February 9th, 2013
Back in 2007, I sunk 42 hours into Burnout Revenge. I’ve always had a fondness for arcade-style racing games like Daytona USA and Crazy Taxi, and Burnout Revenge was the first arcade racer I’d played with a meaty campaign that I could really sink my teeth into. When I returned home for Christmas in 2011, I took Burnout Revenge for a spin. Here are a few of the things I noticed:
- The core engagement of Burnout Revenge comes from driving at fast speeds (reflex skills) while simultaneously managing various side tasks to build your boost meter (knowledge skills).
- There’s a lot of variety in the things you can do to earn boost: drifts, jumps, takedowns, near-misses, taking shortcuts, and comboing up loose vehicles are some examples.
- These sub-goals scale up too. Chain together multiple takedowns, for example, and your boost meter will max out.
- The track designs and distance between most racers ensure that the player can’t exploit the same boost-gaining techniques: they must vary up their skill set.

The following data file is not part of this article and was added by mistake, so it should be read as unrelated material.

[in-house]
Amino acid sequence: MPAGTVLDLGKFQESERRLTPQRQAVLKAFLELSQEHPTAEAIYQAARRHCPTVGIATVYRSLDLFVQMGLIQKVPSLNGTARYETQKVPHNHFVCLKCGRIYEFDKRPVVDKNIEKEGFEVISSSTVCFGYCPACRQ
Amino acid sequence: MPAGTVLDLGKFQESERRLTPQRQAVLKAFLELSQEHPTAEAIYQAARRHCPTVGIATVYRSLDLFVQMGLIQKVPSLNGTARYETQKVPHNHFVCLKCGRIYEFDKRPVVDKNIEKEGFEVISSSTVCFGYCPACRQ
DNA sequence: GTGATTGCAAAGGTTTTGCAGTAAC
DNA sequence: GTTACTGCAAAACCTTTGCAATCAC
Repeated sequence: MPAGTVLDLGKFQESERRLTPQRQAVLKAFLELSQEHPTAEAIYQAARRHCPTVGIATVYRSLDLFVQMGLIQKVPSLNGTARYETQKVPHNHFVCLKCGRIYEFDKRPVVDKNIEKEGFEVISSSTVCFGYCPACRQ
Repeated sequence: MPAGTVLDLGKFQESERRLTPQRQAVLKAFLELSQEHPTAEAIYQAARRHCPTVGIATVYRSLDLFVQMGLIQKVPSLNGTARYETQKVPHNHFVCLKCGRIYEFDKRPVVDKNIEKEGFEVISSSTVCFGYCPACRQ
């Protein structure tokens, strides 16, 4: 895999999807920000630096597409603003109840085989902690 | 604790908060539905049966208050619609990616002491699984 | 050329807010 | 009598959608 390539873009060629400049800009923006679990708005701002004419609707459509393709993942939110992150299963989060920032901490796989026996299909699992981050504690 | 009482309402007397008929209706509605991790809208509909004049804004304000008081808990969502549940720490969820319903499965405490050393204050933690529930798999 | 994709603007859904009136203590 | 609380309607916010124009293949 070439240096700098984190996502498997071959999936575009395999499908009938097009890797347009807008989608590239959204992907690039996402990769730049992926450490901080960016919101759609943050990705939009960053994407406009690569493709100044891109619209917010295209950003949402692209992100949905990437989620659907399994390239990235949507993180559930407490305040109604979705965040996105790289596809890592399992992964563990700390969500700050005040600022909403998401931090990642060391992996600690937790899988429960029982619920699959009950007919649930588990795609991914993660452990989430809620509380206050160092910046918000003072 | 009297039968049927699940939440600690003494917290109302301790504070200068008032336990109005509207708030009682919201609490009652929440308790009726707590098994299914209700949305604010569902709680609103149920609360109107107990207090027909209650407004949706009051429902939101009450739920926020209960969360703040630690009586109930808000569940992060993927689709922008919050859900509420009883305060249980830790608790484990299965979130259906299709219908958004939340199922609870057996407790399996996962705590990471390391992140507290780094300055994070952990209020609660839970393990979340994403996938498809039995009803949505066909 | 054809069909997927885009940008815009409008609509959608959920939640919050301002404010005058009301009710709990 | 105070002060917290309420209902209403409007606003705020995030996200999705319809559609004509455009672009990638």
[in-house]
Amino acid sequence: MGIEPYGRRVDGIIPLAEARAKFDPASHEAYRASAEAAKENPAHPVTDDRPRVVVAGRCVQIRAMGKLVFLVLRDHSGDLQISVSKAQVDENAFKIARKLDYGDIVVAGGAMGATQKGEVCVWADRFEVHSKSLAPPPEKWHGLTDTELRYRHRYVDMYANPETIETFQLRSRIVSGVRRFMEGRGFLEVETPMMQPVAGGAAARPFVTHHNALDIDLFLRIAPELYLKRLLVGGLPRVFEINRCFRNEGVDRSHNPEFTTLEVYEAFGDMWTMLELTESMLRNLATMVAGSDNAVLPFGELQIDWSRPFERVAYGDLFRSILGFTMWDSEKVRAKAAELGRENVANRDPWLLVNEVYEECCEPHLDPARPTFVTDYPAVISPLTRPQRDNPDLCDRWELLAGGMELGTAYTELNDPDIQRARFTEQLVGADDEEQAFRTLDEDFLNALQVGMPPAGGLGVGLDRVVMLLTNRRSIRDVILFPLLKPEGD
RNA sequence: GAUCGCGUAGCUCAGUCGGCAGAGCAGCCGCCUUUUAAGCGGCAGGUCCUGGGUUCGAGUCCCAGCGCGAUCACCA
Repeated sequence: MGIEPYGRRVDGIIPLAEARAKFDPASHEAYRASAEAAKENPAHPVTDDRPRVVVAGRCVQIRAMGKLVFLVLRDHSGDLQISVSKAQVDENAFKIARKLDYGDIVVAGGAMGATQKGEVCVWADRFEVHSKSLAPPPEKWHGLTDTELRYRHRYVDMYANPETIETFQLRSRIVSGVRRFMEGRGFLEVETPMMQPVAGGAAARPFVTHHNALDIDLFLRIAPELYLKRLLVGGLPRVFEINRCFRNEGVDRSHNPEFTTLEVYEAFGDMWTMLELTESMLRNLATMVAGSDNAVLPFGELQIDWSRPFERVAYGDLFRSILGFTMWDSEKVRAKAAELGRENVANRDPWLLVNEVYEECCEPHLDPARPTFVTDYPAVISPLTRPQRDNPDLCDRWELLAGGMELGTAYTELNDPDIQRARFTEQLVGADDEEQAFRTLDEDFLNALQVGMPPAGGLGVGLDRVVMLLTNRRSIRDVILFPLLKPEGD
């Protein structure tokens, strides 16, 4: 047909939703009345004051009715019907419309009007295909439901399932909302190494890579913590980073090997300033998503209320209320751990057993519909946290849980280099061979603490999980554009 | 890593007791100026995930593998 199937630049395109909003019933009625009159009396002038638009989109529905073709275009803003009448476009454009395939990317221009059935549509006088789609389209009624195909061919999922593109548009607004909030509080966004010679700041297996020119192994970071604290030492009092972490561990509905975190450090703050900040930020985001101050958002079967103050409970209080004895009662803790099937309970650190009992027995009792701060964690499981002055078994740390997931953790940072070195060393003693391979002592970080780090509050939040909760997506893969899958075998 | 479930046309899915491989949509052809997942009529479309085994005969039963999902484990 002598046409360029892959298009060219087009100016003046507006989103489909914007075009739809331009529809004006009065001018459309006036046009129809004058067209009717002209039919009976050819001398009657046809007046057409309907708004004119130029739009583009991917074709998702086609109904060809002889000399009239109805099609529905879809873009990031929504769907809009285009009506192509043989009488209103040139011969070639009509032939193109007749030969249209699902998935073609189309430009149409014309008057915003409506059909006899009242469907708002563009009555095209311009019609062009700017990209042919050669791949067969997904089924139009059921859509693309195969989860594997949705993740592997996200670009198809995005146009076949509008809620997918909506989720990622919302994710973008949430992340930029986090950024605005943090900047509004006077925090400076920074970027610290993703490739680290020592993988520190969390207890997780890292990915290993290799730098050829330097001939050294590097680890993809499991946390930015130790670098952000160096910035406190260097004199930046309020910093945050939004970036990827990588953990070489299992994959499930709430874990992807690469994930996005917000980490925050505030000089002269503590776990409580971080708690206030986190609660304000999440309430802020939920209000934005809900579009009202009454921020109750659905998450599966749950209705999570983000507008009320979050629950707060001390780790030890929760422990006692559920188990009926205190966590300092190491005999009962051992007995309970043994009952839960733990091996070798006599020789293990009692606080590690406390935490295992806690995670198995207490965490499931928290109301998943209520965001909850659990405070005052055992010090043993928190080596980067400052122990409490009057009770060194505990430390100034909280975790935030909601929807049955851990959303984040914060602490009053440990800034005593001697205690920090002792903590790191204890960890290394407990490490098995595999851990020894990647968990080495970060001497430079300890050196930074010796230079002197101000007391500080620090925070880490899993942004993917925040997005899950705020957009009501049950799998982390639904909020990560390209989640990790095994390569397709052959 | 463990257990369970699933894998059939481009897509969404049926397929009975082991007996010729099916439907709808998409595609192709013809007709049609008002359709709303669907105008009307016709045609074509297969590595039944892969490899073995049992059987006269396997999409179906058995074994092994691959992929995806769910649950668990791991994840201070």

- There are loads of ways to organically scale the difficulty, including speed, alternate routes, moving with or against traffic, as well as the previously-mentioned sub-goals.
- In order to maintain the game’s speed and offer enough breathing room for the player to multi-task, the designers took a few liberties with the game’s realism:
- The player isn’t heavily penalised for hitting walls. They can actually skirt barriers to minimise the loss of speed.
- The player’s car can hit small vehicles from behind to send them flying (which earns them boost). Big vehicles, though, lead to rear-end collisions, while the player can only knock other racers.
- It’s difficulty to crash a landing.
- The wind marks as the player’s driving create the sensation of speed without speeding up the gameplay.
- When the player does a takedown, the camera spins around to show the full extent of the collision. Although the stylish shot interrupts gameplay, the screen turns yellow and the player’s car switches to autopilot so that the transition isn’t jarring at all. The auto-pilot itself doubles as a reward.
- Blowing up your car after you crash feeds back into the strategy and extends the interplay between competitors
Feels good to be back in the writing loop. Anyone have any experience with this game or the series as a whole?